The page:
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When Gastro Bugs Strike


All stomach bugs come with some or all of the same set of symptoms: diarrhoea, stomach cramps, nausea, vomiting, headaches, joint and muscle aches, and a general feeling of blah.


Most of us think of food poisoning first up - and understandably, since this infection is more common than its cousin, the tongue twisting gastroenteritis...




If you’re in the throes of one of these bugs, or caring for somebody who has been struck down, the cause is probably the least of your worries - you’ll be more focused on how long it’s going to last and what you can do to feel better.


The good news is, regardless of cause, most stomach bugs don’t last more than a few days.


Here’s what you can do to speed your recovery and make yourself more comfortable.




Self care at home:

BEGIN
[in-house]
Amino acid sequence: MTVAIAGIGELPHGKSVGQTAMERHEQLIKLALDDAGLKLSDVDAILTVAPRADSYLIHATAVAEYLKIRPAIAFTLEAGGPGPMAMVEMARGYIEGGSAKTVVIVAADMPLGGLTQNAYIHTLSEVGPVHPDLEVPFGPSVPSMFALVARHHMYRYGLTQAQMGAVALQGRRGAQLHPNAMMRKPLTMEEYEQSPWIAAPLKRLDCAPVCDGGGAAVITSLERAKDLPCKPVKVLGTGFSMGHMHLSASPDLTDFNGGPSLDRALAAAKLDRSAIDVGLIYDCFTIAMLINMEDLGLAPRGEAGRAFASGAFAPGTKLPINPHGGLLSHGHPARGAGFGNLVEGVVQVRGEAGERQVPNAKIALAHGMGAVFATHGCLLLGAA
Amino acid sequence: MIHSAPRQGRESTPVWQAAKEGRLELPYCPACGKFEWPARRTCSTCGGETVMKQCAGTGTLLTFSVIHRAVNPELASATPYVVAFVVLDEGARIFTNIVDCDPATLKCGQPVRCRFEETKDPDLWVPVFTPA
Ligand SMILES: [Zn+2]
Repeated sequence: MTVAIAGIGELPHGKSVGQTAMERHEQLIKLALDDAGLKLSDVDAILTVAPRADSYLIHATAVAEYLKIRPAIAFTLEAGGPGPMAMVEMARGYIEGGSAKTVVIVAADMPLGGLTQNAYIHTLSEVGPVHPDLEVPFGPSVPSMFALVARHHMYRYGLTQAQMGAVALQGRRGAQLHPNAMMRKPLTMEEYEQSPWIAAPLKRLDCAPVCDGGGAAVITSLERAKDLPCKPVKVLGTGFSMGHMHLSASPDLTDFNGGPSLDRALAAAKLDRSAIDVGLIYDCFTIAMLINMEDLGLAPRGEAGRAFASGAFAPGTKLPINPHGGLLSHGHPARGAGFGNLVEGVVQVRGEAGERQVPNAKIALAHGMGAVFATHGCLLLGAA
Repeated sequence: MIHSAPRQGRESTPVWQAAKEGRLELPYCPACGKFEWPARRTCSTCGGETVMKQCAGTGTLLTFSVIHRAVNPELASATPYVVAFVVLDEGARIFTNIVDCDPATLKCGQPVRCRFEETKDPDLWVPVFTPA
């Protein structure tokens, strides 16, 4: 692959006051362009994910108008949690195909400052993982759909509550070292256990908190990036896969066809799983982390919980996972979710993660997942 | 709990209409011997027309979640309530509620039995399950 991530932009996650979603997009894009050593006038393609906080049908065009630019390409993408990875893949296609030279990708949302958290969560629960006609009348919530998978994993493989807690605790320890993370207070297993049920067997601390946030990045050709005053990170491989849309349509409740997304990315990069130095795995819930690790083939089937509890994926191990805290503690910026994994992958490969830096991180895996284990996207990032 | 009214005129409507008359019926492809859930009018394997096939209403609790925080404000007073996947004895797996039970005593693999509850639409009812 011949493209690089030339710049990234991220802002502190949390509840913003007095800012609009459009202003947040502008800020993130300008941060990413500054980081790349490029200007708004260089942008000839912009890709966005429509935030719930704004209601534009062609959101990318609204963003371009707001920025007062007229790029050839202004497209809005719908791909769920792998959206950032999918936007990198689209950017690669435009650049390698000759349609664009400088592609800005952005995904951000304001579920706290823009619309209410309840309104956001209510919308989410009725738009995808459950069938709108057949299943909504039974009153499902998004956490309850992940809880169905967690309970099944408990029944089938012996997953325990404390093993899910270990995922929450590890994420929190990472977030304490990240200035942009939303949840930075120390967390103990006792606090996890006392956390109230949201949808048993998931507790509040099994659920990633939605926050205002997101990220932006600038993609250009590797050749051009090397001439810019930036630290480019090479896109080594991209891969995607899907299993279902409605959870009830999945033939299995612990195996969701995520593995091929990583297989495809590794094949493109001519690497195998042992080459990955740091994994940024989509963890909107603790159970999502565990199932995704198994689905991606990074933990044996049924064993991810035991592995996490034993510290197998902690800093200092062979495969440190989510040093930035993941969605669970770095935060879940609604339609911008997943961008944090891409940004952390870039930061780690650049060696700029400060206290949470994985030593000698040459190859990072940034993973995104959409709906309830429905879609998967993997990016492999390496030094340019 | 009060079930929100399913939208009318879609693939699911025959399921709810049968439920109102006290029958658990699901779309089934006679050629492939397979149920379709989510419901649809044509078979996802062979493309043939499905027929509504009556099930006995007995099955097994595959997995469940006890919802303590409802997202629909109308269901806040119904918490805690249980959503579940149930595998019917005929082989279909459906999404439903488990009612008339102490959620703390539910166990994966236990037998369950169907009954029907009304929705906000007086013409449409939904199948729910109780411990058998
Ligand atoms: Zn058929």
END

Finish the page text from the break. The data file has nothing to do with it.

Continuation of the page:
• Treatment of food poisoning is all about preventing dehydration. In the first instance, drink plenty of water to replace lost fluids and minerals. If you are being sick, take small sips, but give your stomach time to settle first.


• Get plenty of rest.


• Try to avoid medication that stops diarrhoea - it will slow the bug moving through your system and prolong your illness.


• When you are ready to eat again, banana, stewed apple, apple juice or other foods high in pectin are good remedies to start with. Acidophilus or probiotic yoghurt are also great as they help replace normal gut bacteria that may have been flushed out by gastro.


• Don’t stress about sugar and healthy diets just now – if your children are having trouble accepting liquids, iceblocks or jellies which will turn to liquid in the stomach can be a good



It’s a myth that you should drink only boiled water when recovering from gastro – any liquids to avoid dehydration are a great start.



Contact your practice if:


• Symptoms go on for more than a few days.


• You have a very high temperature.


• You may have caught the bug overseas.


• Vomiting is severe.


• There is a dry mouth and less urine being produced, dizziness and feelings of weakness.


• Blood in stools; diarrhoea lasting more than 4 days.


• The patient is an older person, has diabetes or is on multiple medications.


• It’s a baby or young child and you are concerned (dehydration can happen fast).



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